Crypto Wars Redux

In 1995, the US government tried – and failed – to categorise encryption as a weapon. Today, the same lines are being drawn and the same tactics repeated as the FBI wants to do the same.

How strong is strong crypto? Really, really strong. When properly implemented and secured by relatively long keys, cryptographic algorithms can protect your data so thoroughly that all the computers now in existence, along with all the computers likely to ever be created, could labour until the sun went nova without uncovering the keys by “brute force” – ie trying every possible permutation of password.

The “crypto wars” of the early 1990s were fuelled by this realisation – that computers were changing the global realpolitik in an historically unprecedented way. Computational crypto made keeping secrets exponentially easier than breaking secrets, meaning that, for the first time in human history, the ability for people without social or political power to keep their private lives truly private from governments, police, and corporations was in our grasp.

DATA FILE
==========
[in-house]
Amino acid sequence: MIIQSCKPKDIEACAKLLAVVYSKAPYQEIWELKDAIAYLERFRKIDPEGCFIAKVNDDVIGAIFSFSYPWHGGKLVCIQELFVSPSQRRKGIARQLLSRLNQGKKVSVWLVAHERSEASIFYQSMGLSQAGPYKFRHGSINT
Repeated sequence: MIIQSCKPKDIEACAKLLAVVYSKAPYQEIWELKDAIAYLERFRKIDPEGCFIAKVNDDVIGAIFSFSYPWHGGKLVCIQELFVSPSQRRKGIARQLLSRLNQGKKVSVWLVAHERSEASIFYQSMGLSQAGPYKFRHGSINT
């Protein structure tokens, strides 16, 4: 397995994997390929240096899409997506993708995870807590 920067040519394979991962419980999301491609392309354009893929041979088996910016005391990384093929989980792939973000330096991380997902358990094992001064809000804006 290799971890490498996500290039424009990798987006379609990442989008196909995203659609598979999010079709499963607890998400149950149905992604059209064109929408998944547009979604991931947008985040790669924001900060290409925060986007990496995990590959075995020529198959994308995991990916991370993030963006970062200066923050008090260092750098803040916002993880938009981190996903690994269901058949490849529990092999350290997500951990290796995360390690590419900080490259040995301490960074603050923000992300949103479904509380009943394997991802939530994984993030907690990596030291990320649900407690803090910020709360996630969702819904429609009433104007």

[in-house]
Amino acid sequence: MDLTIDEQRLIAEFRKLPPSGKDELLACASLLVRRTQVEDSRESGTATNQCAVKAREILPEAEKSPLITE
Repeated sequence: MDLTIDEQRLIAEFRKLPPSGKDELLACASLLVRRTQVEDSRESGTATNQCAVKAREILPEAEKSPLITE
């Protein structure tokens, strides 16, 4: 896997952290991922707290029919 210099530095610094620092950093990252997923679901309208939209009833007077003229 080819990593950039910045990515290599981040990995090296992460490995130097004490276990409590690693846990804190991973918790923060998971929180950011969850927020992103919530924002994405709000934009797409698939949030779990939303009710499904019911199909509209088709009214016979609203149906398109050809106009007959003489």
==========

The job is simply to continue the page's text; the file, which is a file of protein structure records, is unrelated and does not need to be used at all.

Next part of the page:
The arguments then are the arguments now. Governments invoke the Four Horsemen of the Infocalypse (software pirates, organised crime, child pornographers, and terrorists) and say that unless they can decrypt bad guys’ hard drives and listen in on their conversations, law and order is a dead letter – Cory Doctorow


Sabotaging Operating Systems, Hardware, and Standards

The most shocking Snowden revelation wasn’t the mass spying (we already knew about that, thanks to whistleblowers like Mark Klein, who spilled the beans in 2005). It was the fact that the UK and US spy agencies were dumping $250,000,000/year into sabotaging operating systems, hardware, and standards, to ensure that they could always get inside them if they wanted to.